Indiana Daily Student

200 people protest Supreme Court ruling

Greencastle resident Joan Billman holds a flag at a rally in opposition of a recent Indiana Supreme Court ruling prohibiting citizens from resisting police officers from illegally entering their homes Wednesday on the South Lawn of the Indiana Statehouse. Along with her husband Jack, Billman runs the Greencastle Defenders of Liberty, a Tea Party group.
Greencastle resident Joan Billman holds a flag at a rally in opposition of a recent Indiana Supreme Court ruling prohibiting citizens from resisting police officers from illegally entering their homes Wednesday on the South Lawn of the Indiana Statehouse. Along with her husband Jack, Billman runs the Greencastle Defenders of Liberty, a Tea Party group.

“No warrant, no entry! No warrant, no entry! No warrant, no entry!” So chanted the crowd at a rally protesting a recent Indiana Supreme Court ruling.

The ruling prohibits citizens from resisting police officers who enter their homes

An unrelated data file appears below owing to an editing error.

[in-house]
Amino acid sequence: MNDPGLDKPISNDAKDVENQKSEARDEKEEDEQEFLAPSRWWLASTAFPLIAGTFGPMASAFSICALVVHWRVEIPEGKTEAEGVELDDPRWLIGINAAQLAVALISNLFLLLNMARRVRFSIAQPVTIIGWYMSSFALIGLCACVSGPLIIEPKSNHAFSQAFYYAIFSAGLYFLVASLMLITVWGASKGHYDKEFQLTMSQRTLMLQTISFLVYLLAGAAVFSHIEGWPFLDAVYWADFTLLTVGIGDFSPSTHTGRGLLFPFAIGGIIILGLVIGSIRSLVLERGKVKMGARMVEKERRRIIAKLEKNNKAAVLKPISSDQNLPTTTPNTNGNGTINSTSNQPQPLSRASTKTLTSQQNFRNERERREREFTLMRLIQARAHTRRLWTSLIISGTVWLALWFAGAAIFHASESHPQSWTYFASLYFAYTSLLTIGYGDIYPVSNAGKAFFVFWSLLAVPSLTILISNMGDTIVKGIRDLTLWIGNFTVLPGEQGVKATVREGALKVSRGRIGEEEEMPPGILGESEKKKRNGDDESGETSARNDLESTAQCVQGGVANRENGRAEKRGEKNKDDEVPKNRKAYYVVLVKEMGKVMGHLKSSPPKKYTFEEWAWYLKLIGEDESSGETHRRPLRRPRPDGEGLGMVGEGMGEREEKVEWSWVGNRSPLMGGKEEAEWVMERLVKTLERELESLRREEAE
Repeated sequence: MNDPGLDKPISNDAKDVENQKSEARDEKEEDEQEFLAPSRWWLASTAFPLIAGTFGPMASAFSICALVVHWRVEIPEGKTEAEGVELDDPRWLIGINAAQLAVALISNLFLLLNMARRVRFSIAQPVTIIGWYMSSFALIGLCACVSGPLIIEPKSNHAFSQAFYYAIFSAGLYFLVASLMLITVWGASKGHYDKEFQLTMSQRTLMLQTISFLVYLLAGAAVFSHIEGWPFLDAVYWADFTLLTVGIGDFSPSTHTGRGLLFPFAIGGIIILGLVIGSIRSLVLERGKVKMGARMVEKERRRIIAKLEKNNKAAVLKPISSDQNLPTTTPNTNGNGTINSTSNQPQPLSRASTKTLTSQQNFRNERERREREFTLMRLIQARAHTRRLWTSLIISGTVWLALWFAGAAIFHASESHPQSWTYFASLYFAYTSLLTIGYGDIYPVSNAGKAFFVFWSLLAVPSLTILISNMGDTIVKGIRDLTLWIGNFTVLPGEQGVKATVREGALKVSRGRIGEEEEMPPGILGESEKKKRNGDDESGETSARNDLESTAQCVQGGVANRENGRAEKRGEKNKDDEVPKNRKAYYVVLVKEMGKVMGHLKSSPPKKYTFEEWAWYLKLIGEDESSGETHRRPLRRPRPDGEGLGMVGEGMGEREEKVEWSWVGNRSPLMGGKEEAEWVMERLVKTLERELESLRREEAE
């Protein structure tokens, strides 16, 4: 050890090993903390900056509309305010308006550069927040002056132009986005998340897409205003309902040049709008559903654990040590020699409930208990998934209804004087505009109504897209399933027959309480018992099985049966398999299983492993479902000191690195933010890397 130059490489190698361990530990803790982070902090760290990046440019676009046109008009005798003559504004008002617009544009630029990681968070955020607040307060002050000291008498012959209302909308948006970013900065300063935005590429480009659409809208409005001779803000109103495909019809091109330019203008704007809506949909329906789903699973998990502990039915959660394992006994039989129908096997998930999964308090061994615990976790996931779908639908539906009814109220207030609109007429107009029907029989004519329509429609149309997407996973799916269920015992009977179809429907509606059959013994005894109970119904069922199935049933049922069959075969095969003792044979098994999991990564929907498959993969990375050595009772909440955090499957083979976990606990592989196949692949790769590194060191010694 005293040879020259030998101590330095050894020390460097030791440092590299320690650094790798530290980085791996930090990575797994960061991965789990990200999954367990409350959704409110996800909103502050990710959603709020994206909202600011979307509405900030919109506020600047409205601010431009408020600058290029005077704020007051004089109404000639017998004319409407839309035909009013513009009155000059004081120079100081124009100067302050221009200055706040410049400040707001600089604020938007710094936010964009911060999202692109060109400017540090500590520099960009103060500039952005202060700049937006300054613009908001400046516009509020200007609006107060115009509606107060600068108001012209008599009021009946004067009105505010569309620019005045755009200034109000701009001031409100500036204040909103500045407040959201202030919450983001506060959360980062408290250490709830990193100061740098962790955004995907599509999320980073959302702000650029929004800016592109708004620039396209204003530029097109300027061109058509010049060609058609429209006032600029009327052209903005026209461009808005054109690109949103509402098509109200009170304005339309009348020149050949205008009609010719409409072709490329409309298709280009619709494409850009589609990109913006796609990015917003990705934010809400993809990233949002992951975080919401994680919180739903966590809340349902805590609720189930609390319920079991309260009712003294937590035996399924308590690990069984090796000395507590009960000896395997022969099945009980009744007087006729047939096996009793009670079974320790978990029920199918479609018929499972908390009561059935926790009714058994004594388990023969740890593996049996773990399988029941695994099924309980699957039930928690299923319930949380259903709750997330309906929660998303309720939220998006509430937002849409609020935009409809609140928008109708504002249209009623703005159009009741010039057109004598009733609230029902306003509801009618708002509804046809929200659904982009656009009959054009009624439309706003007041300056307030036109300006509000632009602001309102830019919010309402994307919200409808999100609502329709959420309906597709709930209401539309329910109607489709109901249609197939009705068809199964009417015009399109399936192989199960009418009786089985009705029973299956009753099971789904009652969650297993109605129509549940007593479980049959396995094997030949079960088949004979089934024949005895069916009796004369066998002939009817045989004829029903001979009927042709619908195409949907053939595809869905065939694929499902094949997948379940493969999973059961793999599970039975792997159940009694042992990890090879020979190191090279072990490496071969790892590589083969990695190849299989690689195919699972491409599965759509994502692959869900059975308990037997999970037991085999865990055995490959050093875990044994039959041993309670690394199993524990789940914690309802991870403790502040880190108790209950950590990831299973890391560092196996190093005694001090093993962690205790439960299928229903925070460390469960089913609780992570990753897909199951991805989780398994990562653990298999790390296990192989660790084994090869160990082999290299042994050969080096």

without warrants.

Over 200 people gathered at the Statehouse on Wednesday May 25 to protest the ruling, which they saw as a violation of the Fourth Amendment to the United States Constitution.

IU sophomore Stephen Stolnick and Loyola sophomore Emily Veno organized the rally.

Neither had significant prior experience with political organizing, but after the Supreme Court ruling they felt a need to speak out.

“We just decided to start this because we didn’t see an outcry about it,” Veno said. The two created an event on Facebook, expecting to only get some of their friends to attend. However, activists saw the event and began contacting the two about speaking, and the event began to grow.

Speakers at the event ranged from former “Survivor” contestant Rupert Boneham to Libertarian political organizer Evan McMahon.

The message was clear throughout the afternoon: this ruling is unconstitutional and cannot be ignored.

The rally drew a crowd of residents of all ages from areas such as Anderson, Terre Haute, Muncie and Indianapolis. Many attendees carried signs, and some dressed in costume.

The rally’s organizers said they see the event as a starting point for a campaign against the ruling.

“We’ve gotten the ball rolling,” Stolnick said. “Now, it’s really in the hands of the people of the communities.”

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